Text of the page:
Characterization of a new exopolysaccharide produced by Halorubrum sp. TBZ112 and evaluation of its anti-proliferative effect on gastric cancer cells
- 95 Downloads
In the present study, we aimed to extract, purify, analyze monosaccharide composition of exopolysaccharide (EPS) produced by Halorubrum sp. TBZ112 (KCTC 4203 and IBRC-M 10773) and also to evaluate its possible antiproliferative activity against human gastric cancer (MKN-45) cell line and its biocompatibility effect on normal cells using human dermal fibroblast (HDF) cell line. Average molecular weight and monosaccharide composition were determined by high-pressure size exclusion chromatography (HPSEC) with multi-angle laser light scattering (MALLS) and high-pressure anion exchange chromatography (HPAEC), respectively. Fourier transform infrared (FTIR) spectroscopy was used for the partial characterization of the EPS. The EPS effect on the cell proliferation and viability of MKN-45 and HDF cells was assessed using 3-(4,5-dimethylthiazol-2-yl)-2,5-diphenyltetrazolium bromide (MTT) assay and trypan blue dye exclusion, respectively. Strain TBZ112 excreted 480 mg.l−1 of the EPS under optimal growth conditions. The EPS had a molecular weight of 5.052 kDa and was a heteropolysaccharide containing ten moieties mainly composed of mannose (19.95%), glucosamine (15.55%), galacturonic acid (15.43%), arabinose (12.24%), and glucuronic acid (12.05%). No significant difference of the EPS treatments on the proliferation activity of MKN-45 and HDF cells were observed (P > 0.05). For the first time, the EPS from Halorubrum sp. TBZ112, an extremely halophilic archaeon related to Halorubrum genus, was isolated and chemically characterized. The EPS from Halorubrum sp. TBZ112 possesses a relatively low molecular weight and might be applied as a biocompatible compound. More investigations are needed to determine other biological activities of the EPS along with further details of its chemical structure.
KeywordsExopolysaccharide (EPS) Halorubrum sp. TBZ112 Monosaccharide composition Antiproliferative effect
This research was performed as an MSc thesis (Number 13) at School of Paramedicene, Guilan University of Medical Sciences (Rasht, Iran). This work was financially supported by the Research Deputy of Guilan University of Medical Sciences (Rasht, Iran).
MH designed the research. RM, GP, CG, EP, and SF performed the research. M.H., RM, CD, KK, and FK wrote the paper. MH, CD, and KK performed analysis and interpretation of data. All authors discussed the results and participated in the manuscript revision.
Compliance with ethical standards
Conflict of interest
The authors declare that they have no conflict of interest.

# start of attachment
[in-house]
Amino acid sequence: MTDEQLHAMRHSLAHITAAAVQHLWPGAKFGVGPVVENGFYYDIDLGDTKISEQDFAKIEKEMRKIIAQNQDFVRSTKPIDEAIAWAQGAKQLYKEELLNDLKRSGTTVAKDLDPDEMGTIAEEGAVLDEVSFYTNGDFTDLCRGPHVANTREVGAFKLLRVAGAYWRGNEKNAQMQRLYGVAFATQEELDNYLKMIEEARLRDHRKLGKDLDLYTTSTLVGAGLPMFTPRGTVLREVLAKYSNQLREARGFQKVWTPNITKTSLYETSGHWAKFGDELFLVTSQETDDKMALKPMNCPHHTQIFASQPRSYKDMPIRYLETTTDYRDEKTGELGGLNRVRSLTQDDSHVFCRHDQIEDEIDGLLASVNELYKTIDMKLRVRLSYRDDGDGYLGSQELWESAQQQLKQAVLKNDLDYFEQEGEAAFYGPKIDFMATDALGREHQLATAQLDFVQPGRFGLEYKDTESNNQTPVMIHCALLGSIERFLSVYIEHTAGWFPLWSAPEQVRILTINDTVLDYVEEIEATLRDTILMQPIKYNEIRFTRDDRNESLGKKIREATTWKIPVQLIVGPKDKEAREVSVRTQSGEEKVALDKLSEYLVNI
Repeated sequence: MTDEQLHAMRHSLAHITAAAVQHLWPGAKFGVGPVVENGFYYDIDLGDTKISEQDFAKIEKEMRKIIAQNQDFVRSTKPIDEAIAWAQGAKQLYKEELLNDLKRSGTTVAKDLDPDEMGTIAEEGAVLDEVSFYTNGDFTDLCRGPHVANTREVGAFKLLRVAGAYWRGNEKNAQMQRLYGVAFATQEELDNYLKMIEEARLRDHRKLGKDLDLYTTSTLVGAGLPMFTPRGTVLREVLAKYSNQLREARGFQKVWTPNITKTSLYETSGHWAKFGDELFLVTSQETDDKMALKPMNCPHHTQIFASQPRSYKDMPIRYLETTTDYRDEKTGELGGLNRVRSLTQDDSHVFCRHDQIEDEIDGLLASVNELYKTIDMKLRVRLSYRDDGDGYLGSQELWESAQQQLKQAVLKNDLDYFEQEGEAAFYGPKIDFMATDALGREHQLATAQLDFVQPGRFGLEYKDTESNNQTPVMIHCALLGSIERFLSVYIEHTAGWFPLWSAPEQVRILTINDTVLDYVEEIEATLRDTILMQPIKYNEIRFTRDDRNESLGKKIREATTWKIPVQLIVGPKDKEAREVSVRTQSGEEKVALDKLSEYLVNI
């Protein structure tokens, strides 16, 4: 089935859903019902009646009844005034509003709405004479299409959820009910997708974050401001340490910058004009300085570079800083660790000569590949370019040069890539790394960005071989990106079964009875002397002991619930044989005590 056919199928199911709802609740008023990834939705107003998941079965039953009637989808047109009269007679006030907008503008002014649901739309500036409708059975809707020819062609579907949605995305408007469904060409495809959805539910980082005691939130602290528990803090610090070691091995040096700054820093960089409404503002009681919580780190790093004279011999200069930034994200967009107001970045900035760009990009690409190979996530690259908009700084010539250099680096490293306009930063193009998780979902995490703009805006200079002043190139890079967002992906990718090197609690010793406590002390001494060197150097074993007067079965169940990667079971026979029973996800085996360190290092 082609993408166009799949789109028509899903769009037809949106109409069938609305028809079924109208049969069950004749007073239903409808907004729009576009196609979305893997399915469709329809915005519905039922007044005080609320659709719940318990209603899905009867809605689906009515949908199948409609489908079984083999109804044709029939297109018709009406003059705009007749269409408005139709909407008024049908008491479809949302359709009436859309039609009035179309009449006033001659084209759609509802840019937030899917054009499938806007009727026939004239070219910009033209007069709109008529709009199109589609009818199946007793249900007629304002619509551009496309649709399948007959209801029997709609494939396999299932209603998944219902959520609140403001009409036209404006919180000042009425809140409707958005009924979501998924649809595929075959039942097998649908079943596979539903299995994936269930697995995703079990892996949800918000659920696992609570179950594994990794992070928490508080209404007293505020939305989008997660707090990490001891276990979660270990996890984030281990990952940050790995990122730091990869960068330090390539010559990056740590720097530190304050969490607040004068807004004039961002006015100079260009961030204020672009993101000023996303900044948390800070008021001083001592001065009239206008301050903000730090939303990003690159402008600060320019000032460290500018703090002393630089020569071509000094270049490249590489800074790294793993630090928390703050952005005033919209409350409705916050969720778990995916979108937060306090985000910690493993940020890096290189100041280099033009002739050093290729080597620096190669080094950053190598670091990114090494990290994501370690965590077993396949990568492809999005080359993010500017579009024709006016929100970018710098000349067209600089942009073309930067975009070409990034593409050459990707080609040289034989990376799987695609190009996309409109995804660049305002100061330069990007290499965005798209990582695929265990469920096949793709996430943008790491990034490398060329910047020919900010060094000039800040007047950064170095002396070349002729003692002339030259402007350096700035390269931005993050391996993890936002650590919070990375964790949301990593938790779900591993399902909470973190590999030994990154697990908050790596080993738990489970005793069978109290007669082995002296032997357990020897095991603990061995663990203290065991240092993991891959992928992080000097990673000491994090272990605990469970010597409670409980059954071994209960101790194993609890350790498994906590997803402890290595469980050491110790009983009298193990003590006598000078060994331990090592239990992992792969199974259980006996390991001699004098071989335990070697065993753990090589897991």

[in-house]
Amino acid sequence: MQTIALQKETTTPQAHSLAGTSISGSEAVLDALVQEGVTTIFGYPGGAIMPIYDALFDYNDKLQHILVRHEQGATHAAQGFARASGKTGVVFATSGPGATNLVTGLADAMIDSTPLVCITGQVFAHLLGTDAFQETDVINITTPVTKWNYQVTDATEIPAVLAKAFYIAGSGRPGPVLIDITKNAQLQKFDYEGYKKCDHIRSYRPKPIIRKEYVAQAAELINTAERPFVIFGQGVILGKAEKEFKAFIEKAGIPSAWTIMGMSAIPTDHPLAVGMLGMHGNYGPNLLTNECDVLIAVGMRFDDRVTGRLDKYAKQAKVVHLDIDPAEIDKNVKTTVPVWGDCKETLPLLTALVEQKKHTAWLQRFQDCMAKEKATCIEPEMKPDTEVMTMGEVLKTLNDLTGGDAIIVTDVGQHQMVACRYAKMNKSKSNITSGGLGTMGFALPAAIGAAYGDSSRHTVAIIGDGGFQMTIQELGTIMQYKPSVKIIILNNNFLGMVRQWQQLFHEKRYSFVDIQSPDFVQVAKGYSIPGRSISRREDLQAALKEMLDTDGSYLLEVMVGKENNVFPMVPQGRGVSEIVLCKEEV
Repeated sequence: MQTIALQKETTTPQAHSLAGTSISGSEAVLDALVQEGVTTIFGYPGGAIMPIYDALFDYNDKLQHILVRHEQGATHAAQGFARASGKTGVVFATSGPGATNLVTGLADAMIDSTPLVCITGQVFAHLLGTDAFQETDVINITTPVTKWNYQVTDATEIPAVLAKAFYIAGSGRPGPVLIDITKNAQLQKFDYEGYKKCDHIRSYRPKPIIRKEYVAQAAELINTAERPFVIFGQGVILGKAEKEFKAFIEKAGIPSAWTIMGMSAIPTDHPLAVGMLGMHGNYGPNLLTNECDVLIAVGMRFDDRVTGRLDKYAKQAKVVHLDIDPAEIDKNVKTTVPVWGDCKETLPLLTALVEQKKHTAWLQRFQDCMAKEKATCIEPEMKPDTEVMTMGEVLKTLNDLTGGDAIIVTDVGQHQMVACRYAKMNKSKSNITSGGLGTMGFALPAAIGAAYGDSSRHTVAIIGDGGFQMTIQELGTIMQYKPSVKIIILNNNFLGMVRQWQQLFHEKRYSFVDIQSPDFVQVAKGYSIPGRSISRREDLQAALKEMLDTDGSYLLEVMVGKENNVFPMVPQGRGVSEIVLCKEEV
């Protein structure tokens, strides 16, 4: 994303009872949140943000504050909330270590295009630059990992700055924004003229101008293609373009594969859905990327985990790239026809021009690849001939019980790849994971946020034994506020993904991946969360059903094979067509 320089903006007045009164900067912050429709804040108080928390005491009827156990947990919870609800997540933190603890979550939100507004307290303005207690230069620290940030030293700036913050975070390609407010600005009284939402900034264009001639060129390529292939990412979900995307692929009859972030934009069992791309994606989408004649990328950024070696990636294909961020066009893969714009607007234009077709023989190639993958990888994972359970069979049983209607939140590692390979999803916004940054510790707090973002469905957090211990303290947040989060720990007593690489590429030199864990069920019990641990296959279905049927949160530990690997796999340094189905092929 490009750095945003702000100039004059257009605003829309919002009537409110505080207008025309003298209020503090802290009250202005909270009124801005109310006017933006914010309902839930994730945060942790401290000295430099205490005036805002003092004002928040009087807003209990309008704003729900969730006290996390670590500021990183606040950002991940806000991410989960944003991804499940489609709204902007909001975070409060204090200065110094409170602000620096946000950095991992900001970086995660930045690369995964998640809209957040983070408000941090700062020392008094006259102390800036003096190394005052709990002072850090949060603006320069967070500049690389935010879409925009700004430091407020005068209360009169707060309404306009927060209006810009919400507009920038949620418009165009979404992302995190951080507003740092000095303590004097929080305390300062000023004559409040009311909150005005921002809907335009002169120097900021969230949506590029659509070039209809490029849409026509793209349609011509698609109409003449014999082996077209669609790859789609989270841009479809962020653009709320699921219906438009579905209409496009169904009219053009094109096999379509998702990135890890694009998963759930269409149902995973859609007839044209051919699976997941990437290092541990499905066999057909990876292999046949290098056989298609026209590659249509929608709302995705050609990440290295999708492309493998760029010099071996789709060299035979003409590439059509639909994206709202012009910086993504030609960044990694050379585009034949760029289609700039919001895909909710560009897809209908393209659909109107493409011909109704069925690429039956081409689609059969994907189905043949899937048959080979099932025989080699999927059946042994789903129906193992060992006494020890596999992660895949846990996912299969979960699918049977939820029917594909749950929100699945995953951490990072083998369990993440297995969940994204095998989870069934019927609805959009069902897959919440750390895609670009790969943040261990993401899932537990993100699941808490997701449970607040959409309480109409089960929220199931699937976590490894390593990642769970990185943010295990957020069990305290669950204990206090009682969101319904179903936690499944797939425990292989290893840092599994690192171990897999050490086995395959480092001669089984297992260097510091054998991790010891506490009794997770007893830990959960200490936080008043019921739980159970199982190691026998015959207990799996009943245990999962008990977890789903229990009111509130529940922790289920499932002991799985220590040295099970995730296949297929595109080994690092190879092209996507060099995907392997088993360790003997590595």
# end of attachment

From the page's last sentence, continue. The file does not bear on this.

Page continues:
- Arena A, Gugliandolo C, Stassi G, Pavone B, Iannello D, Bisignano G, Maugeri TL (2009) An exopolysaccharide produced by Geobacillus thermodenitrificans strain B3-72: antiviral activity on immunocompetent cells. Immunol Lett 123:132–137. https://doi.org/10.1016/j.imlet.2009.03.001 CrossRefPubMedGoogle Scholar
- Arias S, Del Moral A, Ferrer MR, Tallon R, Quesada E, Bejar V (2003) Mauran, an exopolysaccharide produced by the halophilic bacterium Halomonas maura, with a novel composition and interesting properties for biotechnology. Extremophiles 7:319–326. https://doi.org/10.1007/s00792-003-0325-8 CrossRefPubMedGoogle Scholar
- Bernardet A, Bowman J (2015) Bergey’s manual of systematics of archaea and bacteria. John Wiley & Sons, New YorkGoogle Scholar
- Bhaskar P, Bhosle NB (2005) Microbial extracellular polymeric substances in marine biogeochemical processes. Curr Sci 88:45–53Google Scholar
- Bowers KJ, Mesbah NM, Wiegel J (2009) Biodiversity of poly-extremophilic bacteria: does combining the extremes of high salt, alkaline pH and elevated temperature approach a physico-chemical boundary for life? Saline Syst 5:9. https://doi.org/10.1186/1746-1448-5-9 CrossRefPubMedPubMedCentralGoogle Scholar
- Gatea F, Teodor ED, Seciu AM, Radu LE (2017) Monosaccharides composition and cytostatic activity of polysaccharide fraction of Phemeranthus Confertiflorus L. Farmacia 65:796–801Google Scholar
- Hamidi M, Nazemyieh H, Hejazi MA, Hejazi MS (2014) Optimization of cell growth and carotenoid production of Halorubrum sp. TBZ112 through statistical experimental methods. Iran J Public Health 43:242Google Scholar
- Pavia DL, Lampman GM, Kriz GS, Vyvyan JA (2008) Introduction to spectroscopy, 4 ed. Cengage Learning, New YorkGoogle Scholar
- Staub A (1965) Removal of protein-Sevag method. In: Whistler RL (ed) Methods in carbohydrate chemistry, vol 5. Academic Press Inc., New York, pp 5–6Google Scholar
- Thibodeau A (2005) Protecting the skin from environmental stresses with an exopolysaccharide formulation. Cosmet Toilet 120:81–90Google Scholar